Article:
• Health Care in France

The French Health Care system is ranked first by the World Health Organization (WHO) in 2000 (World Health Report 2000, qtd. in Rodwin). France, just like Germany and other countries in Europe, started with the introduction of a series of mutual aid funds which were later integrated into a universal health scheme that targets every citizen (Tulchinsky and Varavikova). France health care does not allow freedom of patient to choose, competition among insurance companies, and to contract between the funding sources and health care providers unlike Britain, Germany and the Netherlands (Rodwin). This is a big departure from the mutual aid and cooperation concept from which the health care system has evolved. The French National Health Insurance (NHI) is funded by payroll taxes, revenue funds, and consumer co-insurance. Unlike Medicare, NHI coverage increases when the patient’s costs also increase. When the patient is suffering from chronic or serious illness, he or she is exempted from paying co-insurance when his or her attending physician accepts reimbursement from NHI as payment in full. If the physician does not accept such reimbursement, the patient’s co-insurance will be reimbursed by a complementary health insurer. So, the presence of many co-insurances does not restrict the patients from enjoying various health care services equivalent to those offered in the US and other European countries.

  • Health Care in UK

The National Health Service (NHS) of United Kingdom is said to be the biggest health care funded system which provides most of the services in England, Wales, Scotland and Northern Ireland (United Kingdom). Although the systems in these areas are managed locally, the funds come from the centralized NHS which is about $2,950 annually for every citizen. UK allots 9.4 percent of the GDP for health care, with 82 percent of the funds coming from the general taxes and the rest from user fees and private insurance. The health care system is managed by the Department of Health through the 10 Strategic Health Advisories.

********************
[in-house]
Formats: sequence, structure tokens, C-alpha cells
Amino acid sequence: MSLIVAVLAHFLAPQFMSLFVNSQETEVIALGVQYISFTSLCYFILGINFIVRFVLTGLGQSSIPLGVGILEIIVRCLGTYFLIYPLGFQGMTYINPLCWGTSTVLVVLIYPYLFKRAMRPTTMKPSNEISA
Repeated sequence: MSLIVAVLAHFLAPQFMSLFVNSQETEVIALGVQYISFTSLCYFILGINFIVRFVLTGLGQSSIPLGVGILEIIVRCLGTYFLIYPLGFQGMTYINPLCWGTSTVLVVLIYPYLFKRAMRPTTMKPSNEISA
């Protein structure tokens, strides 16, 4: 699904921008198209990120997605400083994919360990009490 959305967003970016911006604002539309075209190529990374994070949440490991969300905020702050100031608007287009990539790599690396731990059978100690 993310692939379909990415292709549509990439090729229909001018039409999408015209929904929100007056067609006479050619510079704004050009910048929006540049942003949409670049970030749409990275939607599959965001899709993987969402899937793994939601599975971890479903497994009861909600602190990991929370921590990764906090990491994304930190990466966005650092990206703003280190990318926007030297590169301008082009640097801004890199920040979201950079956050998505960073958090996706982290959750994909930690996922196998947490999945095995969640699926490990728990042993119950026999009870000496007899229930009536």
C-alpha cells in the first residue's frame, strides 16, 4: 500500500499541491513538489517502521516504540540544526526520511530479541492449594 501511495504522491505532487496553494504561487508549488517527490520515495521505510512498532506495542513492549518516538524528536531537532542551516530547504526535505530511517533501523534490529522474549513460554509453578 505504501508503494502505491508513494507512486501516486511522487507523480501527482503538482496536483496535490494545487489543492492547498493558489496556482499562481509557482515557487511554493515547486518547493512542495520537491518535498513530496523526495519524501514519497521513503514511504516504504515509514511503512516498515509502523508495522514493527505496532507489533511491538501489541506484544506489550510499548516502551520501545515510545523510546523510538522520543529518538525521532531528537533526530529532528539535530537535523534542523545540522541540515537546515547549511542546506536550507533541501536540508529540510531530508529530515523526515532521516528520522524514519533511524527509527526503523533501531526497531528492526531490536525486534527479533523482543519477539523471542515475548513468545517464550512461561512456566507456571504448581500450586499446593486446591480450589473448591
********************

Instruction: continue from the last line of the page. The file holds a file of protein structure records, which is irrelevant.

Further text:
The NHS operates based on three criteria: comprehensiveness, equity and clinical need. No charges are required at the point of service except for specified prescription, dental services and eye care charges. Health care providers are hired by NHS, the fourth biggest employer worldwide. Majority of the physicians and nurses work for NHS, while most of the general practitioners (GPs), dentists and the rest of the self-employed health providers have a contract to render service with the NHS. Budgetary allocations of hospitals and doctors are based on the need and population of the area. Around 11 percent still avails of private insurance which is allowed in UK, but this tantamount to paying double for the same service. At present, the budget is already strained with the increase in demand, thus, the political pressure for increase in funding is applied on the government.

Pros of Universal Health Care